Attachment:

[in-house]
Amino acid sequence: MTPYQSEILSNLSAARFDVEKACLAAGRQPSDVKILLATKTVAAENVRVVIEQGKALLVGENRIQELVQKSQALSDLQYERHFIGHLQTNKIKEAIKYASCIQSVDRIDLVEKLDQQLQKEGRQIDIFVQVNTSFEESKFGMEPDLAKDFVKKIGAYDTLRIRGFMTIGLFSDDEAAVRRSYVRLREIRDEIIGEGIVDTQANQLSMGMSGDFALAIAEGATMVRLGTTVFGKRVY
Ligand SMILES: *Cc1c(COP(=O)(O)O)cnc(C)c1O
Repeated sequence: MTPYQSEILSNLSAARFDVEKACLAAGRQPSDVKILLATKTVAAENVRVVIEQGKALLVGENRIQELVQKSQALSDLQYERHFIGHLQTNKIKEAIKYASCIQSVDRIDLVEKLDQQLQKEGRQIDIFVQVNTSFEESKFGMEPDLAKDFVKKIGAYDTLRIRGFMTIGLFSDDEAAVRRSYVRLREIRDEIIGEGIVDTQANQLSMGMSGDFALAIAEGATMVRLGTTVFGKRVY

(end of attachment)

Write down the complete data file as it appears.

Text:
[in-house]
Amino acid sequence: MTPYQSEILSNLSAARFDVEKACLAAGRQPSDVKILLATKTVAAENVRVVIEQGKALLVGENRIQELVQKSQALSDLQYERHFIGHLQTNKIKEAIKYASCIQSVDRIDLVEKLDQQLQKEGRQIDIFVQVNTSFEESKFGMEPDLAKDFVKKIGAYDTLRIRGFMTIGLFSDDEAAVRRSYVRLREIRDEIIGEGIVDTQANQLSMGMSGDFALAIAEGATMVRLGTTVFGKRVY
Ligand SMILES: *Cc1c(COP(=O)(O)O)cnc(C)c1O
Repeated sequence: MTPYQSEILSNLSAARFDVEKACLAAGRQPSDVKILLATKTVAAENVRVVIEQGKALLVGENRIQELVQKSQALSDLQYERHFIGHLQTNKIKEAIKYASCIQSVDRIDLVEKLDQQLQKEGRQIDIFVQVNTSFEESKFGMEPDLAKDFVKKIGAYDTLRIRGFMTIGLFSDDEAAVRRSYVRLREIRDEIIGEGIVDTQANQLSMGMSGDFALAIAEGATMVRLGTTVFGKRVY